The Weakness of the Articles of Confederation

Sent by a friend, which is pertinent to an on going conversation:

But what to do? Under the Articles of Confederation, there seemed little chance that the states would coordinate efforts to fight back. ”American cannot retaliate,” said Lord Sheffield in England. It is too difficult to get the states “to act as a nation.” Oren argues that this was one of the motivations for the replacement of the Articles with the Constitution, which provided a mechanism for the formation of a navy:

“Though downplayed during the Constitutional Convention, the connection between the Middle East and the American federation figured prominently in the impassioned state-level debates on ratifying the proposed Constitution. The Reverence Thomas Thatcher reminder the Massachusetts convention that the enslavement of ‘our sailors . . . in Algiers is enough to convince the most skeptical among us, of the want of general government.’ Nathaniel Sargeant said it was ‘preposterous’ to think that the United States could continue under the ineffectual Articles of Confederation and still defend itself from ‘piracies and felonies on ye high seas.’” In Norther Carolina, Hugh Williamson “a distinguished physician and astronomer, wondered ‘What is there to prevent the Algerine Pirate from landing on your coast, and carrying your citizens into slavery?’ The Kentucky attorney George Nicholas asked, ‘May not the Algerines seize our vessels? Cannot they . . . pillage our ships and destroy our commerce, without subjecting themselves to any inconvenient.’” (from here)

As I have been arguing, the Articles, and a limited national government is weak and ineffectual. Especially for commerce….

Joel L. Watts
Joel L. Watts holds a Masters of Arts from United Theological Seminary with a focus in literary and rhetorical criticism of the New Testament. He is currently a Ph.D. student at the University of the Free State, analyzing Paul’s model of atonement in Galatians. He is the author of Mimetic Criticism of the Gospel of Mark: Introduction and Commentary (Wipf and Stock, 2013), a co-editor and contributor to From Fear to Faith: Stories of Hitting Spiritual Walls (Energion, 2013), and Praying in God's Theater, Meditations on the Book of Revelation (Wipf and Stock, 2014).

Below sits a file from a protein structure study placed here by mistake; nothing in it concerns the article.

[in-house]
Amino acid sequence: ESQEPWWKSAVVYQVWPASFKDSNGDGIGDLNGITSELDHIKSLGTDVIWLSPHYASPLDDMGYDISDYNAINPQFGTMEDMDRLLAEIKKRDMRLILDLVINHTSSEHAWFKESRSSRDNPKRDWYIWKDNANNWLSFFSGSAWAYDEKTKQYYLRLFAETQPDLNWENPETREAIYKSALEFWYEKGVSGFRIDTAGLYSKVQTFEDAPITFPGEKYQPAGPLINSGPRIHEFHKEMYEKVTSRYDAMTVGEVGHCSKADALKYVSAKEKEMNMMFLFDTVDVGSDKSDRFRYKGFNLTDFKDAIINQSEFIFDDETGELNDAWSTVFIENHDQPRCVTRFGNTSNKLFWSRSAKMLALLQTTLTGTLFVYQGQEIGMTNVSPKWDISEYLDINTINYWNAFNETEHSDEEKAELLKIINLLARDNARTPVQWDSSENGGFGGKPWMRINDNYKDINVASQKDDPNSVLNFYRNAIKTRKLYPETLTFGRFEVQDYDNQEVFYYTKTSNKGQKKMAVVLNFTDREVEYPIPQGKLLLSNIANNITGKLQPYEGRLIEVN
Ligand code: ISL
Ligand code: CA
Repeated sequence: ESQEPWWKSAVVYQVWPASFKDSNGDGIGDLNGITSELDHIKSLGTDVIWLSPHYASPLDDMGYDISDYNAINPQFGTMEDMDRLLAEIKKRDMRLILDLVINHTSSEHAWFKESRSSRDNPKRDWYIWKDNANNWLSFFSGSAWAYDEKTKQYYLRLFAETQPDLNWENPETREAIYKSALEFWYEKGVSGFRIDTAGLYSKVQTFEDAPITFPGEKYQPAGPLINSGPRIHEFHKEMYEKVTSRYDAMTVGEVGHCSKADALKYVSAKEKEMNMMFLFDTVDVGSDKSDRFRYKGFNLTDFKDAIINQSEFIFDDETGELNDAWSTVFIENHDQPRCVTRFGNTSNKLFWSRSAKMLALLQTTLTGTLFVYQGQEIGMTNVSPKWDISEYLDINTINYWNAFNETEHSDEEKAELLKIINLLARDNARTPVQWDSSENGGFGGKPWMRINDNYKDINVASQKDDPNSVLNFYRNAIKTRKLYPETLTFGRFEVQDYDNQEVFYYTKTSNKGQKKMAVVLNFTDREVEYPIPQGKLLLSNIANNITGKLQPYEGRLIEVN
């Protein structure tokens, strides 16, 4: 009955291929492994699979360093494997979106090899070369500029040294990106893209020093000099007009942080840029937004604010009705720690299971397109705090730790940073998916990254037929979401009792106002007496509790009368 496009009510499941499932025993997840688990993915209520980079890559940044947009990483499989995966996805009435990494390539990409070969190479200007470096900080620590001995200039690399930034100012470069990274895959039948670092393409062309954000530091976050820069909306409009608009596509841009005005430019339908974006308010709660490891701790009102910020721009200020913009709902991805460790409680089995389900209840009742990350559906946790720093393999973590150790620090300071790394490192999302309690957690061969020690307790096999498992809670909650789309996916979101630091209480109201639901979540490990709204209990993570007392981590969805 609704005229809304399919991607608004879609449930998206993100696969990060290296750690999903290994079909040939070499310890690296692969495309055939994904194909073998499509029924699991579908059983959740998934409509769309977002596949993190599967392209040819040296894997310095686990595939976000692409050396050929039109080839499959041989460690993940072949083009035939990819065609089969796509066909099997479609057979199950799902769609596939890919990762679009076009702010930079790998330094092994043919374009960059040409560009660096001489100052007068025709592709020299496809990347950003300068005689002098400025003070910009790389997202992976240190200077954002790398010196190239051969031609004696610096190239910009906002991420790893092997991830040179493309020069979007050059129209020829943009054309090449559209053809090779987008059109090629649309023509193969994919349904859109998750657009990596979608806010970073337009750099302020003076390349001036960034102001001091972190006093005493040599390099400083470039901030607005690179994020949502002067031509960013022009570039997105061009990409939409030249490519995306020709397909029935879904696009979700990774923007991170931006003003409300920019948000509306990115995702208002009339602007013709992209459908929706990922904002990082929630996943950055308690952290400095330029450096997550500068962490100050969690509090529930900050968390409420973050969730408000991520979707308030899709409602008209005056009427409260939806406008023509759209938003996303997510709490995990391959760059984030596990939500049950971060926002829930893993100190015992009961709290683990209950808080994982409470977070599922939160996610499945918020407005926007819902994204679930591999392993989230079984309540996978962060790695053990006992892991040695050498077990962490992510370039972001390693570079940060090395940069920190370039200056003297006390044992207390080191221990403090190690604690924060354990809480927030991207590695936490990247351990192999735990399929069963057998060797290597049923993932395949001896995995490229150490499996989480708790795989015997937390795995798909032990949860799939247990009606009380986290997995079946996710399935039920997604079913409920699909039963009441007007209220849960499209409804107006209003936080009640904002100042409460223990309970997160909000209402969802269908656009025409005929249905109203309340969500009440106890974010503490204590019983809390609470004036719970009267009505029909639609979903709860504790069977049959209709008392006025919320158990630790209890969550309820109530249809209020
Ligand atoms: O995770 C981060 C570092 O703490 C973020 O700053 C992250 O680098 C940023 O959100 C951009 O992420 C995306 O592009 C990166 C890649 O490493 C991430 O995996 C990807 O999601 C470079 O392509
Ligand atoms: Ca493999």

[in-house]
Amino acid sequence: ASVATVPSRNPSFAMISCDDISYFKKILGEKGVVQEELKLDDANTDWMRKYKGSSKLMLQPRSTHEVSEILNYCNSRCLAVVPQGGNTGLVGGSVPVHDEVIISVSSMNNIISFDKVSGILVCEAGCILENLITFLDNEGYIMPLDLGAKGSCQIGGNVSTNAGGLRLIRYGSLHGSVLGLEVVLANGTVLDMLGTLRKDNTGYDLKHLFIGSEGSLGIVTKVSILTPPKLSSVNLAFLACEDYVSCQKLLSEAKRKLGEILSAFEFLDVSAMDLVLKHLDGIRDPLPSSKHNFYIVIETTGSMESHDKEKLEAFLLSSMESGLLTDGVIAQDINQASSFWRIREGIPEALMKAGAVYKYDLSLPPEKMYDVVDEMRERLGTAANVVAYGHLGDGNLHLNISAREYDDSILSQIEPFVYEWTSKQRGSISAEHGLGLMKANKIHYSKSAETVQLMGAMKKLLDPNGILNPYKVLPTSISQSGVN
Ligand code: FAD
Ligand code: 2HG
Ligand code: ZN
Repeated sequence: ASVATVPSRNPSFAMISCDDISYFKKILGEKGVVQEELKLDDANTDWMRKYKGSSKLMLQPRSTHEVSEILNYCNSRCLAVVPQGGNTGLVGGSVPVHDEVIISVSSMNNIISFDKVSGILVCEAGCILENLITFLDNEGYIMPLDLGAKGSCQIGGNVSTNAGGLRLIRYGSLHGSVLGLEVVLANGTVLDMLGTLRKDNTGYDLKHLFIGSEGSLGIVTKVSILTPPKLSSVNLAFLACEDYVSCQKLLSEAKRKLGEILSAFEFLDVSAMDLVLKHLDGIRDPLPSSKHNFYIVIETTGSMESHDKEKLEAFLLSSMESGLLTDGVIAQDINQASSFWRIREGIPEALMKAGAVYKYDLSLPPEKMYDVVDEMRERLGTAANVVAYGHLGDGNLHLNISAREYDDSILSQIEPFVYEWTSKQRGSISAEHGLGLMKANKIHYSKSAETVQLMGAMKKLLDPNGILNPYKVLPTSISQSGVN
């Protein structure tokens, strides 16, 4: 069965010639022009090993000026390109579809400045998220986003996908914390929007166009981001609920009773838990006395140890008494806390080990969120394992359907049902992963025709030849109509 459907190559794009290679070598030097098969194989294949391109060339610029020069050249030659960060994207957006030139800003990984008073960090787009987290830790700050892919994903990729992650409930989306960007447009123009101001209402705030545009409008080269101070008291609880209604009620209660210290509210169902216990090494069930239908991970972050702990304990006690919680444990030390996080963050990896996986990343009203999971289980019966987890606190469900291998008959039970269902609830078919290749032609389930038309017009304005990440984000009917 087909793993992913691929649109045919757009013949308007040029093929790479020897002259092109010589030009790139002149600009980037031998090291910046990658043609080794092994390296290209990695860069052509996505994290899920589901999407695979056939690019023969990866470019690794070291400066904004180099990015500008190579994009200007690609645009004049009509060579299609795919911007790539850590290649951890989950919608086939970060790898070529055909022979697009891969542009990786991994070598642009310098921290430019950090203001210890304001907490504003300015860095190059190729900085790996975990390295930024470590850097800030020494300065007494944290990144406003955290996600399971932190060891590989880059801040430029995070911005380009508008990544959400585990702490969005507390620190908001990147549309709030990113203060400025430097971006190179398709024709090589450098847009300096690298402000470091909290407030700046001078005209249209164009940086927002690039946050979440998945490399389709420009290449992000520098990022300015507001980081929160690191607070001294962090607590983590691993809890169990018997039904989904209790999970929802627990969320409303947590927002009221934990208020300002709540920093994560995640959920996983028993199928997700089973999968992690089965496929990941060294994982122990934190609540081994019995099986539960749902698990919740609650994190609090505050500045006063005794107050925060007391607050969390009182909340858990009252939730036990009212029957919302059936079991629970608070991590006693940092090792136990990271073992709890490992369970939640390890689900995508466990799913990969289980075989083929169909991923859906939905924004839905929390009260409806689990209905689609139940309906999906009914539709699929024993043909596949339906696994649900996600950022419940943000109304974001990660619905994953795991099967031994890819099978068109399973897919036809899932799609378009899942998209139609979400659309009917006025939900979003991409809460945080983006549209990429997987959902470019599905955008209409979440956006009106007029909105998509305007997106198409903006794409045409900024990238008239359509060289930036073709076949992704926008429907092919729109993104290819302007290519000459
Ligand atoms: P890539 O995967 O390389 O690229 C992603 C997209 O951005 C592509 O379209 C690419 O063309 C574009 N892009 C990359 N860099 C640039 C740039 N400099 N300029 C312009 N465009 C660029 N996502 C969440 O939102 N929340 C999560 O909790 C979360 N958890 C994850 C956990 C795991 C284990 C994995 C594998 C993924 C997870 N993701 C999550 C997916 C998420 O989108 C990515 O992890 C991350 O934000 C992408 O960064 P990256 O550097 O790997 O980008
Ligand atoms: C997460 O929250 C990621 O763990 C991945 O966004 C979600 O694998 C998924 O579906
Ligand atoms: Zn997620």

4 thoughts on “The Weakness of the Articles of Confederation

  1. I hear you. If we assume that going to war with the Algerian pirates was necessary, then it would make sense to have a united government capable of taking on the pirates.

    However, relentlessly skeptical as I am of warfare, my next step would be to try and figure out whether a concerted national war against the Algerian pirates was ever necessary.

    Pirate, in this case, is a very prejudicial term, as the boats in question were working for the Algerian government.

    The other problematic assumption here is the assumption that US citizens should continue to enjoy the protection of the US government no matter where they go, even in far-off waters claimed by the Algerian government. The idea that the US should be able to militarily dictate to the Algerians the legal status of waters near Algeria might well be, if you ask me, the basis for a very imperialistic approach to world affairs which has plagued us ever since.

    1. Mitchell, my friend, I have a suspicion that you may not fully know about the historical situation surrounding the events, nor have, is what is in my opinion, an accurate view of the role of government as seen by the Founders.

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